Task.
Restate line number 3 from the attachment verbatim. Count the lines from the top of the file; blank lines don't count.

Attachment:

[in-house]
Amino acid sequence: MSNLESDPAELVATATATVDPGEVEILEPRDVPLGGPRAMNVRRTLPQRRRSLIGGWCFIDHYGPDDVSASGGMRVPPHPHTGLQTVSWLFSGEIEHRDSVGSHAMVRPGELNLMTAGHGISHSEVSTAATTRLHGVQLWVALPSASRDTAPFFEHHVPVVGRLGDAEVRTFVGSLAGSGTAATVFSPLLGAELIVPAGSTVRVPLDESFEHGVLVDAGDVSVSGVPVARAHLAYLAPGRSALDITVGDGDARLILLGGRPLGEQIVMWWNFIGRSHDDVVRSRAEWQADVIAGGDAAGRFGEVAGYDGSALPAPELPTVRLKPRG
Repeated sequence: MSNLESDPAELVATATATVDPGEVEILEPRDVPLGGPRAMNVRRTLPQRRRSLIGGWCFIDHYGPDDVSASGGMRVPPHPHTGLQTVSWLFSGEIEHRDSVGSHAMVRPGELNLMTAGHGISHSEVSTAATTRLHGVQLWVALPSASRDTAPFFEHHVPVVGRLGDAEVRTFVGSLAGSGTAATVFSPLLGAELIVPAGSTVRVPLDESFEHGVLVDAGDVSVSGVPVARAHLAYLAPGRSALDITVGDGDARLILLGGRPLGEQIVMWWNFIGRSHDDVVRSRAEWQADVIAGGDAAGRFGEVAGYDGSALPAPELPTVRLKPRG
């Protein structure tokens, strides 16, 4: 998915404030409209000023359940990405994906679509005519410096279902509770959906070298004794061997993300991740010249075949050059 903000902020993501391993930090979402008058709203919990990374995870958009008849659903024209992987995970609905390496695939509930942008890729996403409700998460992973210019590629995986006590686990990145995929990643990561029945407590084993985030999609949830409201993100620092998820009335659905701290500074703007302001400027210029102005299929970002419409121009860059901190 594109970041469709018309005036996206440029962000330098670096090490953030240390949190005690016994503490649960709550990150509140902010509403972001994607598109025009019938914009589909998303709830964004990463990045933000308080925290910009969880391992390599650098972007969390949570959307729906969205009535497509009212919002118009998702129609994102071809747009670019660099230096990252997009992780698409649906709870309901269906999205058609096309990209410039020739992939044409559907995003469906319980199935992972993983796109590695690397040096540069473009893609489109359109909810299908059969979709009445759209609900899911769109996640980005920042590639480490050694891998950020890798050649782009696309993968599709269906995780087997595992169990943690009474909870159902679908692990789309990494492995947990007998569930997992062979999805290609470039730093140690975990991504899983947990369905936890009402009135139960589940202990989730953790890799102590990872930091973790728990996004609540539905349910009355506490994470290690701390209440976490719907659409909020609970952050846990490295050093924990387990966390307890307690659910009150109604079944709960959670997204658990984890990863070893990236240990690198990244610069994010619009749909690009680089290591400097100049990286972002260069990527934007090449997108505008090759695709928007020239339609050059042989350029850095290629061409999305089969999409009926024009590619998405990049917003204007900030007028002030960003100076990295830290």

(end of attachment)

Repeated sequence: MSNLESDPAELVATATATVDPGEVEILEPRDVPLGGPRAMNVRRTLPQRRRSLIGGWCFIDHYGPDDVSASGGMRVPPHPHTGLQTVSWLFSGEIEHRDSVGSHAMVRPGELNLMTAGHGISHSEVSTAATTRLHGVQLWVALPSASRDTAPFFEHHVPVVGRLGDAEVRTFVGSLAGSGTAATVFSPLLGAELIVPAGSTVRVPLDESFEHGVLVDAGDVSVSGVPVARAHLAYLAPGRSALDITVGDGDARLILLGGRPLGEQIVMWWNFIGRSHDDVVRSRAEWQADVIAGGDAAGRFGEVAGYDGSALPAPELPTVRLKPRG